Justine Mukamana (not real names) is a single mother of three living in Jabana sector in Kigali city, who has been living with HIV/AIDS since 2010.
Before the COVID-19 pandemic in March, 2020, she depended on hawking children and women’s clothes to earn a living for her family. On a daily basis, she could take home some Rwf5000 to put food on the table, send children to school and save.
With the sustained COVID-19 pandemic and its subsequent lockdowns slowing down businesses, and hawking being an illegal trade, Mukamana says that she spent three months without hitting the streets to earn a living.
“My earnings fell widely and during the lockdowns I could hardly earned Rwf1,500 per day especially that hawking is illegal,” Mukamana said, I depended on government portions,”
To make sure she survives through the pandemic, Mukamana joined a Jabana sector women’s Self Help Groups (SHGs) ‘Twiyubake’ a savings scheme comprised of 250 vulnerable mothers whose income was affected by the pandemic but determined to help one another through savings.
The group requires that each of the members contributes Rwf2,500 per month which is collected and distributed according to needs of each of the women.
In the group, Mukamana says that she was assisted to save the little income she made pending resuming of business in her usual source of income.
“The group was very helpful to allow me save less than the others and I have now been able to repay all the arrears. I can now afford to save and buy food for myself because of the group support,” Mukamana said.
The World Bank (WB) estimates that with COVID-19 there is a social and economic cost that negatively impacts a country’s GDP by up to 3.7% and the health crises exacerbated the violence against girls and women.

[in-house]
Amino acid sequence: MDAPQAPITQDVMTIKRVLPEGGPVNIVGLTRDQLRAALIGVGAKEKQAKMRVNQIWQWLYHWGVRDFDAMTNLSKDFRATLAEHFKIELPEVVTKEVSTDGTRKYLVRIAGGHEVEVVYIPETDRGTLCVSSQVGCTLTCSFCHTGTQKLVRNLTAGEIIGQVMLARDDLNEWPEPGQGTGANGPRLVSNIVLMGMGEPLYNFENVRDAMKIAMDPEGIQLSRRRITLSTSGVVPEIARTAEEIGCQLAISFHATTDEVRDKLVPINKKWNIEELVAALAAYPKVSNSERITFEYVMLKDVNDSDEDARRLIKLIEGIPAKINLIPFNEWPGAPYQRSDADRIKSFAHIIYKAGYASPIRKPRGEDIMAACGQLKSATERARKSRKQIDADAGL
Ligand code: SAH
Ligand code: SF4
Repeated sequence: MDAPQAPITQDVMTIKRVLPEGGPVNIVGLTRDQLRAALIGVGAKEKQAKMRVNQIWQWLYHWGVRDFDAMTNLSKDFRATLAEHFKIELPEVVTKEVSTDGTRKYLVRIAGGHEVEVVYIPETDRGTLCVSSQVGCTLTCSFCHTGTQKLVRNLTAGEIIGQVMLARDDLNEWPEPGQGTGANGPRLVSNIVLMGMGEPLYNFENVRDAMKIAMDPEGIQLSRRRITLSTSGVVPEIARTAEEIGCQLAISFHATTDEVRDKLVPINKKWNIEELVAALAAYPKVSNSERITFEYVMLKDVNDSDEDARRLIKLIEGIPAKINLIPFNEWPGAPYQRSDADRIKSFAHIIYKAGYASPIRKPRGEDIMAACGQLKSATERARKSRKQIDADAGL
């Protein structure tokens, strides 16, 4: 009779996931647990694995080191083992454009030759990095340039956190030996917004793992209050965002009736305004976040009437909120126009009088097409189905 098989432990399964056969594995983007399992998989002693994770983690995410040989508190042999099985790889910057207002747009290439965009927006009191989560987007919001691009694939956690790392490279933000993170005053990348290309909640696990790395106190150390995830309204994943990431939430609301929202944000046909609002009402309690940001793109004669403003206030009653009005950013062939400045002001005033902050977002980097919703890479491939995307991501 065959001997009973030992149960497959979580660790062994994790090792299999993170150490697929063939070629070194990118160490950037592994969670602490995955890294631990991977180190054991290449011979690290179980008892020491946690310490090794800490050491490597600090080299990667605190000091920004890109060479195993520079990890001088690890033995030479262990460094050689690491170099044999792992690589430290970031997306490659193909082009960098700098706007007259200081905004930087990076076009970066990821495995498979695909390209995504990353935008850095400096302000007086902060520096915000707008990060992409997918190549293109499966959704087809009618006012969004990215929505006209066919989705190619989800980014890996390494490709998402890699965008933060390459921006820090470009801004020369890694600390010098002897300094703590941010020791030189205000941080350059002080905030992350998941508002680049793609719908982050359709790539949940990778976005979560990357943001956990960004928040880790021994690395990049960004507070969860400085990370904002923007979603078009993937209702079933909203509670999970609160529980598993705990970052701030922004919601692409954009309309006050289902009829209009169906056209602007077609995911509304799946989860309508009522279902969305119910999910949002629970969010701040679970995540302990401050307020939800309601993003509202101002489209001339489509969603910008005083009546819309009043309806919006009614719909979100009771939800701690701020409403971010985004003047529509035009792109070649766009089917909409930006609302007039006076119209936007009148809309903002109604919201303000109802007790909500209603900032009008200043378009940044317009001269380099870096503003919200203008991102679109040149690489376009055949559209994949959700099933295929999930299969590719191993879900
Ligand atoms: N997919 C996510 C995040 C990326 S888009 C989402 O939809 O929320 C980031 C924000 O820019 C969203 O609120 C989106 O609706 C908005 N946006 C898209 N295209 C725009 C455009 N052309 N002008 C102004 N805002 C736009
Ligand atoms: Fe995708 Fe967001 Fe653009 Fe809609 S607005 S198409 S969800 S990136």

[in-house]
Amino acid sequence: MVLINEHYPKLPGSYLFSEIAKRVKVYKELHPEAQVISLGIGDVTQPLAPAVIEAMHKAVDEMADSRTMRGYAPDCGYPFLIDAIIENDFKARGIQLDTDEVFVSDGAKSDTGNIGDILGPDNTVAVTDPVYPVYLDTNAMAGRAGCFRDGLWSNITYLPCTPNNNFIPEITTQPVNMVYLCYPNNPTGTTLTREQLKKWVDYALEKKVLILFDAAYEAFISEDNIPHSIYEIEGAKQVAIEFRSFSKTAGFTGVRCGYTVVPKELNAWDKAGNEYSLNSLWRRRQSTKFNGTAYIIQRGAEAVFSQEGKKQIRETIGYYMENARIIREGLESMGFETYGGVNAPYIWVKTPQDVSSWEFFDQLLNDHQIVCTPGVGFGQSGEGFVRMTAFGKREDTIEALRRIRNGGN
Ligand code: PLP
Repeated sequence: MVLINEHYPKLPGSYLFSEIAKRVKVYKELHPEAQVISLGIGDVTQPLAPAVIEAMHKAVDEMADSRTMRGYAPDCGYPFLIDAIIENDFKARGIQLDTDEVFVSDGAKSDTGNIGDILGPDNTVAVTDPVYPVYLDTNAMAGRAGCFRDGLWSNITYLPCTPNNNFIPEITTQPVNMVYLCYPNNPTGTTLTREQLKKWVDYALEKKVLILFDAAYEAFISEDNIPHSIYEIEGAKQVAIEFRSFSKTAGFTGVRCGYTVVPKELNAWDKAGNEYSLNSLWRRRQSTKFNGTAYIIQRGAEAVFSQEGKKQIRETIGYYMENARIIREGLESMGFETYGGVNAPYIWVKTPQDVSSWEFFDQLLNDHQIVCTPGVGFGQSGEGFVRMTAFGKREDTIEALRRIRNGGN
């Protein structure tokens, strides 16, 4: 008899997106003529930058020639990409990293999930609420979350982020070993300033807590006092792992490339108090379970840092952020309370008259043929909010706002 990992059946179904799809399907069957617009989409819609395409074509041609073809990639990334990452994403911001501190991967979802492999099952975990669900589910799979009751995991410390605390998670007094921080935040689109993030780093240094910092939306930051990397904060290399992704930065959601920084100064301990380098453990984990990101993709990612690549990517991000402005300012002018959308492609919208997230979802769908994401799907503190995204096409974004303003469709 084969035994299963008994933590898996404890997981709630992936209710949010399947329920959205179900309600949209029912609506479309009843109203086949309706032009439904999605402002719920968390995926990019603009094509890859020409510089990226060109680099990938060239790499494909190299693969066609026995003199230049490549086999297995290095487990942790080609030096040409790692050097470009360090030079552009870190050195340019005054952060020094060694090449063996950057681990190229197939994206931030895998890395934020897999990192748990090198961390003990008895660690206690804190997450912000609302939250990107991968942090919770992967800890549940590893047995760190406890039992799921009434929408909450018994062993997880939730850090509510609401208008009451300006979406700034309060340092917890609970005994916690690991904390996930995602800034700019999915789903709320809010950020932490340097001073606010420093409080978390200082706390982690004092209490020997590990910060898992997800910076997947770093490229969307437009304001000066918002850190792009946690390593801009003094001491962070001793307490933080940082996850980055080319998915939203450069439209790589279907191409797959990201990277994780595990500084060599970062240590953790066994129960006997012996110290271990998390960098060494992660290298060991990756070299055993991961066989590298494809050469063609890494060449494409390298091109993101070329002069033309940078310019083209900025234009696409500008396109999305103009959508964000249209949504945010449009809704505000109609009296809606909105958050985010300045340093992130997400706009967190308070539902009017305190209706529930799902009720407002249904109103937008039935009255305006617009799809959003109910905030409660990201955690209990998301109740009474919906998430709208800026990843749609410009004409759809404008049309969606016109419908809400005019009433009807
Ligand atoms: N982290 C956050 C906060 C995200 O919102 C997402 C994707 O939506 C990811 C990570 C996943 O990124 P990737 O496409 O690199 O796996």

WB and UN Women reports show that effects of the health and socio-economic crisis linked to the COVID-19 pandemic are expected to be substantial in economies with a large informal sector.
In Rwanda for instance, 74 per cent of women are in informal businesses, living on a daily basis without any savings or social protection, exposing them to not only greater economic vulnerability but also to Gender-Based Violence and sexual abuse.
For example almost 80% of respondents in a survey by Innovation for Poverty Action (IPA) in Rwanda say they have had to deplete savings to pay for food, healthcare, or other expenses since February 2020.
Mukamana is just one of the many women in the group, with odd jobs, who have financially been affected by COVID-19 but from this experience of group innovation the women say their incomes will be sustained through investing in long term income generating projects.
The chairperson of the Twiyubake women’s savings scheme, Christine Uwingabire says that they have since last year managed to pool over Rwf2million from their members and the funding will be used to invest in sustainable projects.
“We have learnt a lesson from the pandemic. We want to invest our focus on projects which are pandemic resistance such as agriculture, livestock keeping and food services so as to prepare for the future,” Uwingabire said.
Twiyubake women’s refocus is backed by the National Institute of Statistics 2020 figures which show that while most sectors were affected by COVID-19, agriculture increased by 2% in Quarter 3 2020 while industry dropped by 1% and services dropped by 7%.
With this example of women resilience in COVID-19, a local nongovernmental organisation- Community Socio-economic Development Initiatives (CSDI) has donated $16,000 to the 250 families in Jabana to enable them to build their future resilience.
The funding was this Saturday handed over at Jabana sector officials in form of food, personal protection equipment (facemasks), health insurance support and sanitary pads to enable women beneficiaries through the ongoing pandemic.
“The intention is to ensure women don’t worry about such needs and enable them feel confident during the business activities under the pandemic,” said Leon Pierre Rusanganwa, Chairman CSDI.
To further build this model of women’s business and manage HIV/AIDS related stigma and discrimination, Rusanganwa said that they will solicit funding from international donors to offer business and financial skills to the beneficiaries.
Central Bank says that Self Help Group initiatives have resulted in increase of women accessing formal finance from 36% in 2012 to 63% in 2016 but still low compared to men who increased access from 51% in 2012 to 74% in 2016.